Gérard Patel reported this type of issue months ago, and dubbed this phenomenon "flying window". Part of the problem comes from the fact that it's quite impossible to know from different window managers the height used for the caption of a window. Not knowing this value, can make erroneous positionning.

Alexandre Julliard gave a more in depth analysis, which broke some of the accepted cause of the "flying window" problem:
If we define the 3 following rectangles:

then we have:

WindowRect == ClientRect + menus + borders + caption + scrollbars

in all cases (some values can be 0 depending on the window style of course).

For non-managed windows we have X11Rect == WindowRect, and for managed windows we have:

X11Rect == ClientRect + menus + scrollbars == WindowRect - caption - borders

Currently the code assumes X11Rect == WindowRect in all cases and this is what is broken.

Thuy Nguyen fully agreed with Alexandre's analysis and pointed to CreateWindow as an example of this bad coding.

3. WineLib stub reexplained

 Archive Link: "Use .spec files for WineLib apps"

People: Ulrich WeigandBertho Stultiens

After Ulrich Weigand submitted a patch to unify the start-up sequence for both WineLib based programs and the Wine emulator, Matthew Francis asked for some more explanations. In particular, Matthew wanted to elaborate on how Ulrich's patch would integrate with his attempts to enhance the C++ support in WineLib programs (see issue #26 for more on this).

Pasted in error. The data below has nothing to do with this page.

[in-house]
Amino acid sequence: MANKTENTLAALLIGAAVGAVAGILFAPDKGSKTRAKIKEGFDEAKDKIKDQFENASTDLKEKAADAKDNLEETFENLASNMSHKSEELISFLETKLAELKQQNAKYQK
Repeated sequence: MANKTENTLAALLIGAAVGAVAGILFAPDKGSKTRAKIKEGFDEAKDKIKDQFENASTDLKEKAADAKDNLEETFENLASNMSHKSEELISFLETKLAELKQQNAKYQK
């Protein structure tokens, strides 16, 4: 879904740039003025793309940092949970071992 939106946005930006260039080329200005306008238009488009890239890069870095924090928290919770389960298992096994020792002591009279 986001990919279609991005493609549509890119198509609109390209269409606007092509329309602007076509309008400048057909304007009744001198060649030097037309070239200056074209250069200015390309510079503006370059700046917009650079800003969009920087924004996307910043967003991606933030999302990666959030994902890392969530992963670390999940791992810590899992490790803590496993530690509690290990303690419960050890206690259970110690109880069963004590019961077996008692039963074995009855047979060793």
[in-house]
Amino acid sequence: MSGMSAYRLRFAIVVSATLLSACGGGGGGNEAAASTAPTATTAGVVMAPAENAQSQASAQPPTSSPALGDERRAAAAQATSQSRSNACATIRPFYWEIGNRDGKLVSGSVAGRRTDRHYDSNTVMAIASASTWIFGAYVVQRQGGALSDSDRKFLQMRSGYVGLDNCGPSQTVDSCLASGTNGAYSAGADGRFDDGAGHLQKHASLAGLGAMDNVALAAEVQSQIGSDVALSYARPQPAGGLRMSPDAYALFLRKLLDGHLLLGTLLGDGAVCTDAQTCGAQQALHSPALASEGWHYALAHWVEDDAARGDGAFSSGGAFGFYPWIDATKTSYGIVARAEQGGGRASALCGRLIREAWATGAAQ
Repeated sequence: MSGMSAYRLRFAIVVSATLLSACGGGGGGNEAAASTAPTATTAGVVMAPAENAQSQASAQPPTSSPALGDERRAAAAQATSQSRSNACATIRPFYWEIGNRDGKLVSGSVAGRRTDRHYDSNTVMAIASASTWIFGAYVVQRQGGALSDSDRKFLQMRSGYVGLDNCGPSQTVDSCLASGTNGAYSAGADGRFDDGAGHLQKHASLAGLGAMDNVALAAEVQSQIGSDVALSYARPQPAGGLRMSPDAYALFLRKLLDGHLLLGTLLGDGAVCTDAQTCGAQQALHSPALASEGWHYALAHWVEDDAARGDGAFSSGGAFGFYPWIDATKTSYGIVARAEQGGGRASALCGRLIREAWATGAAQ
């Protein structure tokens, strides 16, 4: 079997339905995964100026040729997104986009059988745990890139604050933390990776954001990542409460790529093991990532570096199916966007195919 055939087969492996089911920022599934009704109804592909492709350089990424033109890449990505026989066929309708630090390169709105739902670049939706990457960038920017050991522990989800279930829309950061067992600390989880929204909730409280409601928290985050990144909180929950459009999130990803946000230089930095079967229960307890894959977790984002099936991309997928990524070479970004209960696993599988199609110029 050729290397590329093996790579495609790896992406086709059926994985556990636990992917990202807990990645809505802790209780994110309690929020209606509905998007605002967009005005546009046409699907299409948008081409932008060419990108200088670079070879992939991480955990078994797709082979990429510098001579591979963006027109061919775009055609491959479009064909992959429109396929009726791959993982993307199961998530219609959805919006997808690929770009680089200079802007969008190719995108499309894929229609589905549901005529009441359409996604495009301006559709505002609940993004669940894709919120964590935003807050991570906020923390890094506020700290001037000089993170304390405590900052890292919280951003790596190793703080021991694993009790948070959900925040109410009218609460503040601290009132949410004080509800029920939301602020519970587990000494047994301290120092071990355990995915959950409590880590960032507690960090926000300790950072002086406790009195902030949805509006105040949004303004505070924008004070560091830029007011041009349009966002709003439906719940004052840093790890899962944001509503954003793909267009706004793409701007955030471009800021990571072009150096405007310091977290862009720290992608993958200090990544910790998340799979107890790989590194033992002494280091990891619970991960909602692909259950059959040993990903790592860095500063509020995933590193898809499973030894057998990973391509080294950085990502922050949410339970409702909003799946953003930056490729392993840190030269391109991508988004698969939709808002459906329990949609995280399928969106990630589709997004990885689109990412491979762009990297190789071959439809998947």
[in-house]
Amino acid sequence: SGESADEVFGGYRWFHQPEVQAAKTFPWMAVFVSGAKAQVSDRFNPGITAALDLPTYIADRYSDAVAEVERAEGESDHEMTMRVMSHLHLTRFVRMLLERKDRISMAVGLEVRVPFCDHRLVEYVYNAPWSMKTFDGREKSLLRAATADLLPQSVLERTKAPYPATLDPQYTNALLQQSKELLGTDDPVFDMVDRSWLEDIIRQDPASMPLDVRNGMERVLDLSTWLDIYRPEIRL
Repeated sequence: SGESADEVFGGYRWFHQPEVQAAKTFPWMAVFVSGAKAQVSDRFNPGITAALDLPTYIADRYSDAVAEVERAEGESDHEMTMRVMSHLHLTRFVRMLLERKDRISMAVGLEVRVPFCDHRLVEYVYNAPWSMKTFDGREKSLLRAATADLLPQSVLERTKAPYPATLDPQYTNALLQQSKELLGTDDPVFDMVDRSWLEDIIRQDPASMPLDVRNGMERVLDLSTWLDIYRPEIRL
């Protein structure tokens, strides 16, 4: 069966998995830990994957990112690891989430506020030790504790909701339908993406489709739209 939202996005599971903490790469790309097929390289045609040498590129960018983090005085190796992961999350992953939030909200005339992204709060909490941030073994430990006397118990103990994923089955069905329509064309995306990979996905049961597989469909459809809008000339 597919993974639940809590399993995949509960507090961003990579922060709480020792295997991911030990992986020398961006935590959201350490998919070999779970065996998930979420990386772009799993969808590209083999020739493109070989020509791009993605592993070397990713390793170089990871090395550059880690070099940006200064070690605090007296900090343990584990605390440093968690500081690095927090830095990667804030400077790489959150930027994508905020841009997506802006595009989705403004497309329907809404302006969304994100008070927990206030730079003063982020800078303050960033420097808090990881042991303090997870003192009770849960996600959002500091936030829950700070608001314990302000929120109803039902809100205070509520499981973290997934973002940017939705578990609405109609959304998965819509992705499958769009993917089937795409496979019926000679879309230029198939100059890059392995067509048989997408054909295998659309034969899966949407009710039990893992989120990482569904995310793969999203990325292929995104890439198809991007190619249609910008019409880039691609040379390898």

As usual, Ulrich wrote a very precise description:
Well, the main reason why the WineLib linking process needs to be changed is that the init sequence should really switch to the Wine thread stack instead of using the main Linux stack. This initial switch is currently done only in the emulator, and this is one of the few remaining differences between the emulator and the lib.

As it is somewhat hard to return from a routine that switches stacks, it seemed simpler to just never return from the WineLib init routine, but instead just go through the whole startup sequence and then call the program entry point, which could be specified in the .spec file.

So, the current process goes about like this: the app calls MAIN_WineLibInit, and after that returns, the environment is set up. This call can reside either in winestub (which calls WinMain after it is finished), or else directly in main (in the case of a console app).